A local school in my metropolitan area recently discontinued attendance at an annual leadership conference because of appalling behavior by the students — which even included alcohol finding its way into student rooms. I don’t know if it’s the same group (it could actually be), but schools do find a way. In this case, it was by saying that okay, you’re not going on this trip again. Not for several years. The parents (many of whom had chaperoned the event in question) were furious that their kids would miss out on this event the next year, but a message had to be sent that this was beyond unacceptable.

  • PM February 28, 2013, 3:25 pm

    @another Laura. It was a mix of parents and teachers. From what I could gather, the students had earned their trip to the conference through activities at their individual schools.

    @Whatever, I’m not sure. I did feel sorry for the hotel staff. They did everything they could to make up for the kids’ behavior, often scrambling to undo the damage the kids did. For instance, when we set up a snack table (clearly marked with signs as being for our members) between conference sessions and the kids swarmed the table, devouring everything before our members even saw it, the catering manager (who saw the whole thing) rushed to replace everything on the table immediately.

    But honestly, they couldn’t make the kids behave, particularly if the chaperones didn’t care enough to do so.

  • MaRiley February 28, 2013, 3:31 pm

    I don’t expect my comment will be received well; but I would have suggested that Security be called. Diddling around with hospital elevators isn’t a stress reliever.

  • Allie February 28, 2013, 3:51 pm

    In my view, the OP’s response was neither rude nor inappropriate. Any harshness was entirely mitigated by the circumstances. Had I been the receptionist, I would have called security to come and deal with the young woman. If a visitor, she should have been escorted out of the premises. If a patient, perhaps a psychiatric consultation would be in order.

  • Lilac February 28, 2013, 4:19 pm

    @PM I am interested to know what kind of leadership group those kids were! I have brought my GS troop to events and work with 4-H and have never seen anything like that. Evidently the adults in charge should have attended the conference first. I do have to say that it is up to the hotel to set the tone for it’s other guests though. If they had reacted immediately by telling the adult chaperones that they would have to leave if the behavior continued, banned them from the buffet, and then started adding damage and nuisance charges I bet the nonsense would have ended very quickly. Having to fork out unexpectedly for a couple hundred McDonalds breakfasts would have done the trick.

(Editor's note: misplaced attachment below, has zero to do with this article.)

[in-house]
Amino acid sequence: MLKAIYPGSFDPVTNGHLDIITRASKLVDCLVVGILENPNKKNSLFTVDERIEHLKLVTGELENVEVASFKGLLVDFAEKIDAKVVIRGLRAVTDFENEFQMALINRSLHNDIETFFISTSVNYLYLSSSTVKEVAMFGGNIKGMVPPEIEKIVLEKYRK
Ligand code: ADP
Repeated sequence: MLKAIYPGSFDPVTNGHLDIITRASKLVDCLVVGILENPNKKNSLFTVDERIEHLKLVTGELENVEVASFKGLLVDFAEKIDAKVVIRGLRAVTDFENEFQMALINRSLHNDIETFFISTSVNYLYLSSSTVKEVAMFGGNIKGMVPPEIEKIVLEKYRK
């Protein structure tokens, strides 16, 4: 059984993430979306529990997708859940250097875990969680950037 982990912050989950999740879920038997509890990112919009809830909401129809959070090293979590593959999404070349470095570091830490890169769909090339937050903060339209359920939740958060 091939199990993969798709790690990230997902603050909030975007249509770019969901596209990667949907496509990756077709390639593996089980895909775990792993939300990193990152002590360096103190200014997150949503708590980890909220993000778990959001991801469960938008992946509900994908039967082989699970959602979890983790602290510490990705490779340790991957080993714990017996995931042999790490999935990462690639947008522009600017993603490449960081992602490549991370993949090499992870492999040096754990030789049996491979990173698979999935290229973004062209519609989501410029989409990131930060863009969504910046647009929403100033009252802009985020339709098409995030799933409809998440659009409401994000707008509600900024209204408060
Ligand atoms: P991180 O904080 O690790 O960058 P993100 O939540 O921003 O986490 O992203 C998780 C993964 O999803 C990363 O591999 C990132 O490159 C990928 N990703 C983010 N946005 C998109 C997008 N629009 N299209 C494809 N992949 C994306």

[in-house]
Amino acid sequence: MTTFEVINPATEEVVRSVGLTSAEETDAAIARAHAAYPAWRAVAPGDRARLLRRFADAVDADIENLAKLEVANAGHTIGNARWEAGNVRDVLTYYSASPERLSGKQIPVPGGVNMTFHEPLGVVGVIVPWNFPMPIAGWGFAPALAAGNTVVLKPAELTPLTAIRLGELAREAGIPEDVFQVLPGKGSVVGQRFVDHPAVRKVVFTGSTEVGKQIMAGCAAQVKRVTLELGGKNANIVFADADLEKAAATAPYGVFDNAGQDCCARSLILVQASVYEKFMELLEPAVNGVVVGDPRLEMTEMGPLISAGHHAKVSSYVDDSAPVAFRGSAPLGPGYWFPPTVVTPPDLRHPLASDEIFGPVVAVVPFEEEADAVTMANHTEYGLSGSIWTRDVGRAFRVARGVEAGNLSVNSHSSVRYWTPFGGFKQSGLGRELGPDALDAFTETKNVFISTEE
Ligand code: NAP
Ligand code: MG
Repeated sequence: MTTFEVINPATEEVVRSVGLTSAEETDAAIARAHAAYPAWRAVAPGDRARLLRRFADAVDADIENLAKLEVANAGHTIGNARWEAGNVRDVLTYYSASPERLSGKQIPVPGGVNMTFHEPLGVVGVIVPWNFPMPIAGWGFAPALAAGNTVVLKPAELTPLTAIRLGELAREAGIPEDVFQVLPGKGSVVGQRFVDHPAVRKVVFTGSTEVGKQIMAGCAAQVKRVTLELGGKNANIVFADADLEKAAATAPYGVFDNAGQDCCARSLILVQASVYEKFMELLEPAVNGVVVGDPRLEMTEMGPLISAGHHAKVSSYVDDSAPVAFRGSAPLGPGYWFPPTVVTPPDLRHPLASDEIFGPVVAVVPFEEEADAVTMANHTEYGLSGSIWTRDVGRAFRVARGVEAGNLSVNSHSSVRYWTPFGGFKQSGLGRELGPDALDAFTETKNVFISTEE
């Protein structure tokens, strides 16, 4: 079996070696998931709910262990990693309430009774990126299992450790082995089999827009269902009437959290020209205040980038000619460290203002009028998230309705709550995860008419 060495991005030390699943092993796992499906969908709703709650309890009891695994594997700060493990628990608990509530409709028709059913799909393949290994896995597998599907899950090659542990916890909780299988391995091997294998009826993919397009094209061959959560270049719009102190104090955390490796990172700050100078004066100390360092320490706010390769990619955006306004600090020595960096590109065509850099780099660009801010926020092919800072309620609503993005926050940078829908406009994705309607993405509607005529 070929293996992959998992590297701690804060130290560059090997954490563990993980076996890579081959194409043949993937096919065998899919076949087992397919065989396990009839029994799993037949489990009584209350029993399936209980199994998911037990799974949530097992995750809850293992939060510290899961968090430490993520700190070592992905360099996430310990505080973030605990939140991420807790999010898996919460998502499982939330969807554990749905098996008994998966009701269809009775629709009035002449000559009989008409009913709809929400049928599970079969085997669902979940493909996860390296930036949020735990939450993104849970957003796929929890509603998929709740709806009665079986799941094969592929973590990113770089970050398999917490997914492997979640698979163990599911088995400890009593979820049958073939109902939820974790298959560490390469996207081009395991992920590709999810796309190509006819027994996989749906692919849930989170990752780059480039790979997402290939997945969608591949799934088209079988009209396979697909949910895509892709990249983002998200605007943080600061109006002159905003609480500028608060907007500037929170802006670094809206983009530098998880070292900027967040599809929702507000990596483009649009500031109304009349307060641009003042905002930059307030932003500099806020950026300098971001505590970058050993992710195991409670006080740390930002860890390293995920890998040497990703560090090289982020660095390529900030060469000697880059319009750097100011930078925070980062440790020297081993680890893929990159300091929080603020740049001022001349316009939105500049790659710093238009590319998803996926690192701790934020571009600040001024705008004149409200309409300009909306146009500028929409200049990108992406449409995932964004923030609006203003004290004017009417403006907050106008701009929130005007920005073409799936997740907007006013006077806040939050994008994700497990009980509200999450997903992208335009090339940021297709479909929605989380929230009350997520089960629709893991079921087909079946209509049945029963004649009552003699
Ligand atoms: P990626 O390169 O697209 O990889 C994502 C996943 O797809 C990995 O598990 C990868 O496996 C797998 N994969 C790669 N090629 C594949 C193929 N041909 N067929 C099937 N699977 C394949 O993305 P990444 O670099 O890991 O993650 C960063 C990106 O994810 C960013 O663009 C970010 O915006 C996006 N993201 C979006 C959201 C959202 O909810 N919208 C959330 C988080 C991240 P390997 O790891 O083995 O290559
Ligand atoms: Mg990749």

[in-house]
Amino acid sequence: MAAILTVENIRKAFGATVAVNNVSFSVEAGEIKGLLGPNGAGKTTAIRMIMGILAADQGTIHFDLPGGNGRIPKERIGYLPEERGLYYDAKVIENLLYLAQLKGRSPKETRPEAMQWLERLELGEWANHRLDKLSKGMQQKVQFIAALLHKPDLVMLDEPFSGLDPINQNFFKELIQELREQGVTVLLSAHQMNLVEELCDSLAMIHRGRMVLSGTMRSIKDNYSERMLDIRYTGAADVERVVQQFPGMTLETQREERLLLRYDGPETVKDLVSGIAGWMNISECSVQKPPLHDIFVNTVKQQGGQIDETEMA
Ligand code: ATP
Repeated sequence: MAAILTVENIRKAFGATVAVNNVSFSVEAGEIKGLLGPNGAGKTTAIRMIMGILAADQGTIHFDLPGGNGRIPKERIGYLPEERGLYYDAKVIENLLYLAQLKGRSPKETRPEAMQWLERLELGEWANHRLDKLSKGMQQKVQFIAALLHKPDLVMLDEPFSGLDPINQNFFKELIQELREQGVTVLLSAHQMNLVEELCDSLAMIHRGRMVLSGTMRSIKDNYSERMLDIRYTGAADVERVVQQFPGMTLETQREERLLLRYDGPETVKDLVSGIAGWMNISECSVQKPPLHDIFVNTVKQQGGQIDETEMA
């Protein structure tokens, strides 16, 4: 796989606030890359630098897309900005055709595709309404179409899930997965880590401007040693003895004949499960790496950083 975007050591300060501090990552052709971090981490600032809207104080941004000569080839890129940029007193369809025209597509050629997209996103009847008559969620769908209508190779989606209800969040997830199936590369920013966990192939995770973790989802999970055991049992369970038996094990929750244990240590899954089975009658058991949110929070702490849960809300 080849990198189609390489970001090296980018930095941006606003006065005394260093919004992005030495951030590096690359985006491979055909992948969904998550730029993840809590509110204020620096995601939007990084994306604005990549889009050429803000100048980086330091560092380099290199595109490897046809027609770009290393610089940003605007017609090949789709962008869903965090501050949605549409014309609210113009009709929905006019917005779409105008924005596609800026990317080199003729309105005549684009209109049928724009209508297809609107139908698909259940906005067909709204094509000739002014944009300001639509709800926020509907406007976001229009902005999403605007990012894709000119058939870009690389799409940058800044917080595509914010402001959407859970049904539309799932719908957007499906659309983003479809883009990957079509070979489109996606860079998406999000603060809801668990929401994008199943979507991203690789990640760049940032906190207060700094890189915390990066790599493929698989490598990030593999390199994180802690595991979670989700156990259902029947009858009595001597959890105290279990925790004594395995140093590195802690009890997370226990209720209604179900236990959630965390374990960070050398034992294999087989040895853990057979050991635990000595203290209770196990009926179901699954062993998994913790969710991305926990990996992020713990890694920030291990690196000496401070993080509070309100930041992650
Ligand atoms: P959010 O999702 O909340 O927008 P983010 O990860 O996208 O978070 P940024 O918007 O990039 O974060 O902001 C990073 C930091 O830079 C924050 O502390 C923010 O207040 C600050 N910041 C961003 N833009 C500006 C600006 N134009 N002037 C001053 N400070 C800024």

I just have to say that I’ve stayed in hotels with large groups of kids and have been amazed at how great things have gone. Maybe it’s just Robotics kids but they have been awesome. And we are talking about hundreds of kids. The hotel my son’s group stayed in two years ago told them the robotics teams staying there would be welcome back anytime. And the conference center that FIRST Robotics used in my city said they were the best behaved group of kids they have ever had at an event–and this was a three day event involving nerds, robots, and power tools. I don’t know what it is that makes a difference–some kind of magic between mentors, organizers, the venue, and the kids but I think it happens more often than not for all types of groups. We hear about the bad behavior but most kids know how to behave and most adults make them tow the line. Maybe with robot kids it’s just because they are all nerds 🙂 They have the inner serenity of knowing nerdiness is best lol.

  • Joni February 28, 2013, 5:01 pm

    I wonder if OP’s (and our) perception of this young woman is colored by her age? What if it had been a 60-something woman instead of a 20-something one, would we all be so quick to label her as a “twit” or blame all the ills of society on her?

  • Stacey Frith-Smith February 28, 2013, 6:15 pm

    I agree with Ally. There is no upside to her proposal to play on the elevator. But a hospital is indeed a place where fatigue, grief, stress and anxiety can make us all feel like we are a few french fries short of a Happy Meal. Best to zip the lip and get on with your own business, because you really don’t know all the particulars of the other person’s issues. You were perfectly correct to be alarmed and outraged at the thought of how her proposal would affect you and others. The issue came when you decided that you needed to “set her straight”. It’s unlikely, but certainly possible, that your quip will form part of the flotsam surrounding her own recollection of trauma. Why risk it?

  • Lynne February 28, 2013, 6:40 pm

    I agree that this was no biggie. It seems to me as if the young woman (who may have been early 20’s — or who may have been an older teenager — we really don’t know) was probably distraught and in some way seeking an audience to awkwardly share that distress.

    As this story is written, she was hanging out by the desk voicing a wish to do something — not indicating that she would actually do it. It sounds like an immature way of trying to cope with her emotions by soliciting attention from whoever happened to be nearby.

    That said, I don’t think the OP’s response was terribly inappropriate either.